Medications: Special Considerations

By Michael Demitri, M.D.

Children, the elderly, and pregnant and nursing women have special concerns and needs when taking psychotherapeutic medications. Some effects of medications on the growing body, the aging body, and the childbearing body are known, but much remains to be learned.

Below are a few special points to bear in mind:

Children — Studies consistently show that about 15 percent of the U.S. population below age 18, or more than 9 million children, suffer from a psychiatric disorder that compromises their ability to function. It is easy to overlook the seriousness of childhood mental disorders.

In children, these disorders may present symptoms that are different or less clearcut than the same disorders in adults. Younger children, especially, may not talk about what’s bothering them, but this is sometimes a problem with older children as well. For this reason, having a doctor, other mental health professional, or psychiatric team examine the child is especially important.

There is an array of treatments that can help these children. These include medications and psychotherapy, behavioral therapy, treatment of impaired social skills, parental and family therapy, and group therapy. The therapy used for an individual child is based on the child’s diagnosis and individual needs.

When the decision is reached that a child should take medication, active monitoring by all caretakers (parents, teachers, others who have charge of the child) is essential. Children should be watched and questioned for side effects. Many children, especially younger ones, do not volunteer information. They also should be monitored to see that they are actually taking the medication and taking the proper dosage.

Stimulants are one type of medication. Three stimulants — methylphenidate (Ritalin); dextroamphetamine (Dexedrine); and pemoline (Cylert) are more commonly prescribed for children than adults. They are successfully used in the treatment of attention-deficit/hyperactivity disorder (ADHD).

ADHD is a disorder usually diagnosed in early childhood in which the child exhibits such symptoms as short attention span, excessive activity, and impulsivity. A child with ADHD should take a stimulant medication only on the advice and under the careful supervision of a physician.

The use of medications in children is more limited than with adults. Commonly used psychotropic medications that have specific indications and dose guidelines for children are listed in the Physicians’ Desk Reference.

The Elderly — People over the age of 65 make up 12 percent of the population of the United States, yet they receive 30 percent of prescriptions filled. The elderly generally have more medical problems and often are taking medications for more than one of these problems.

In addition, they tend to be more sensitive to medications. Even healthy older people eliminate some medications from the body more slowly than younger persons and therefore require a lower or less frequent dosage to maintain an effective level of medication.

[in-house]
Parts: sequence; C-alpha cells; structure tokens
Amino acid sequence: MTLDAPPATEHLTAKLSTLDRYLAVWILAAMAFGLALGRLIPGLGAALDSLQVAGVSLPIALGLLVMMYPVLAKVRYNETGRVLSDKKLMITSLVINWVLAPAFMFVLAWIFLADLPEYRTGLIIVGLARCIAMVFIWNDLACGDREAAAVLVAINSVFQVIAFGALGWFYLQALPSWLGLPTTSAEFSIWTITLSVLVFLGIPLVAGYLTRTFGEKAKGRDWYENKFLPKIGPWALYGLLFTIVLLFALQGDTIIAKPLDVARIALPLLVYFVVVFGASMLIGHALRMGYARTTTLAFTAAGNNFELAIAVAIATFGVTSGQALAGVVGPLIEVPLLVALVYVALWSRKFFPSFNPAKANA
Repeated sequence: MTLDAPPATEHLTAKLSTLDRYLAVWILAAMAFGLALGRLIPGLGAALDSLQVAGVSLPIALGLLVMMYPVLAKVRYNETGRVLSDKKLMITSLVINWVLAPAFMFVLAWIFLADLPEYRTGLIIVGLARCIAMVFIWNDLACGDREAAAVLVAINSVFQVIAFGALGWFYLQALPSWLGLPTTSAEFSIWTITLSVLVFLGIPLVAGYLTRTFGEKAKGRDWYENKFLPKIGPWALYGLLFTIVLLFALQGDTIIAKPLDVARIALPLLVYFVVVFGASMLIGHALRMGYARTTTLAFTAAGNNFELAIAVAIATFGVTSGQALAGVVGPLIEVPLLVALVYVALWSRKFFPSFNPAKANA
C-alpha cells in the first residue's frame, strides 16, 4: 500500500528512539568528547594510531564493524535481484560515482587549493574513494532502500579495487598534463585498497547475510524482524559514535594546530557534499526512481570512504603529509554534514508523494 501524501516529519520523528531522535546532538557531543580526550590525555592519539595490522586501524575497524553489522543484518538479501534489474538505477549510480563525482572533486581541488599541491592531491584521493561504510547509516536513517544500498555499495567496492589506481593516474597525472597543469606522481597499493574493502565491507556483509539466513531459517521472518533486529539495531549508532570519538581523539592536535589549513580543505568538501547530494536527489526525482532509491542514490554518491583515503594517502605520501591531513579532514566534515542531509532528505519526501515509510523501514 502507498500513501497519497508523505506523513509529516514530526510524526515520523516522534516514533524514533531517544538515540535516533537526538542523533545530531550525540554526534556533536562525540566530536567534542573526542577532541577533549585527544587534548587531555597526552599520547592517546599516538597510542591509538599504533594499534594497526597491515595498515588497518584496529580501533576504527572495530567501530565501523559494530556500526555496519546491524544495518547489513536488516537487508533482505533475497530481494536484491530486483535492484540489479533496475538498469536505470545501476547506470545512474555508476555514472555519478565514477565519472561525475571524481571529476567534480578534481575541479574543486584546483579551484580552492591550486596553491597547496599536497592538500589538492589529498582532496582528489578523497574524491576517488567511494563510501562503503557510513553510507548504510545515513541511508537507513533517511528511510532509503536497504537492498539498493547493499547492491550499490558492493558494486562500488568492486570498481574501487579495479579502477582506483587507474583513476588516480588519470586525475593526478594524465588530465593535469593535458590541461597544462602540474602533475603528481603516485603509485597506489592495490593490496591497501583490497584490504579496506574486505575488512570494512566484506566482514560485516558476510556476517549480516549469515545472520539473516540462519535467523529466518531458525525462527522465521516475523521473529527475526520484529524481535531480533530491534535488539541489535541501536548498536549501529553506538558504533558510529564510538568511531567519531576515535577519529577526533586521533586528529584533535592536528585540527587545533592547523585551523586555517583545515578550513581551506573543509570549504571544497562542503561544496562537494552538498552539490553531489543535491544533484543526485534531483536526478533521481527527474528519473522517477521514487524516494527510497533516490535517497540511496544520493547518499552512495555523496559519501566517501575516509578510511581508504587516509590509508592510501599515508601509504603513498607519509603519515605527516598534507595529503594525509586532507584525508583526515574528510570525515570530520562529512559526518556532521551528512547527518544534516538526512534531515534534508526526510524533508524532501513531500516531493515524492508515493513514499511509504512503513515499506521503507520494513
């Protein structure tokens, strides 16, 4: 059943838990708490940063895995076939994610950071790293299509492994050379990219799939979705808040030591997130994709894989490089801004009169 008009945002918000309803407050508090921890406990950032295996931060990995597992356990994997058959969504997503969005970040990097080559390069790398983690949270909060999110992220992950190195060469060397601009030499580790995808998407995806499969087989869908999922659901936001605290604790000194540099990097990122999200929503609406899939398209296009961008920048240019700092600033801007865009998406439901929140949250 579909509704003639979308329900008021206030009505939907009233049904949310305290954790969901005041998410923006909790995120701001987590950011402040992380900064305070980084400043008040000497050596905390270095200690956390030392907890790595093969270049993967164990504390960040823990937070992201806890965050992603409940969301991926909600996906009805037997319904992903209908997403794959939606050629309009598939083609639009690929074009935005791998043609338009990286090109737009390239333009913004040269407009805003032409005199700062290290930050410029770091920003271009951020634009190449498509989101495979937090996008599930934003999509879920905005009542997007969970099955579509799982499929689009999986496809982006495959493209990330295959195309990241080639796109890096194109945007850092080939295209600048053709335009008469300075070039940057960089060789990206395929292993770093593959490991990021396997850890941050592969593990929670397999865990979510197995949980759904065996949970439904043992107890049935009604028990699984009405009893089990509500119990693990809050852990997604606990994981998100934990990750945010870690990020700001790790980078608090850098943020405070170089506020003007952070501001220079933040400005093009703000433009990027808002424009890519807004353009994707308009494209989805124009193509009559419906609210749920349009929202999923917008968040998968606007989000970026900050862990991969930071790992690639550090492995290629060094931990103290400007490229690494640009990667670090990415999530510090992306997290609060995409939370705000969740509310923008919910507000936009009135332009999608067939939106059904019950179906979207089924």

The elderly sometimes may accidentally take too much of a medication because they forget that they have taken a dose. The use of a 7-day pill box is especially helpful to an elderly person.

The elderly and those close to them — friends, relatives, caretakers — need to pay special attention and watch for adverse (negative) physical and psychological responses to medication. Because they often take more medications — not only those prescribed but also over-the-counter preparations and home or folk remedies — the possibility of negative drug interactions is higher.

Pregnant, Nursing or Childbearing-Age Women — In general, during pregnancy, all medications (including psychotherapeutic medications) should be avoided where possible, and other methods of treatment should be tried.

A woman who is taking a psychotherapeutic medication and plans to become pregnant should discuss her plans with her doctor; if she discovers that she is pregnant, she should contact her doctor immediately. During early pregnancy, there is a possible risk of birth defects with some of these medications, and for this reason:

  • Lithium is not recommended during the first three months of pregnancy.

  • Benzodiazepines are not recommended during the first three months of pregnancy.

The decision to use a psychotherapeutic medication should be made only after a careful discussion with the doctor concerning the risks and benefits to the woman and her baby.

Small amounts of medication pass into the breast milk; this is a consideration for mothers who are planning to breast-feed.

A woman who is taking birth-control pills should be sure that her doctor is aware of this. The estrogen in these pills may alter the breakdown of medications by the body, for example increasing side effects of some antianxiety medications or reducing their ability to relieve anxiety symptoms.

For more detailed information, talk to your doctor or mental health professional, consult your local public library, or write to the pharmaceutical company that produces the medication.

 

APA Reference
Demitri, M. (2006). Medications: Special Considerations. Psych Central. Retrieved on October 23, 2014, from http://psychcentral.com/lib/medications-special-considerations/000427
Scientifically Reviewed
    Last reviewed: By John M. Grohol, Psy.D. on 30 Jan 2013
    Published on PsychCentral.com. All rights reserved.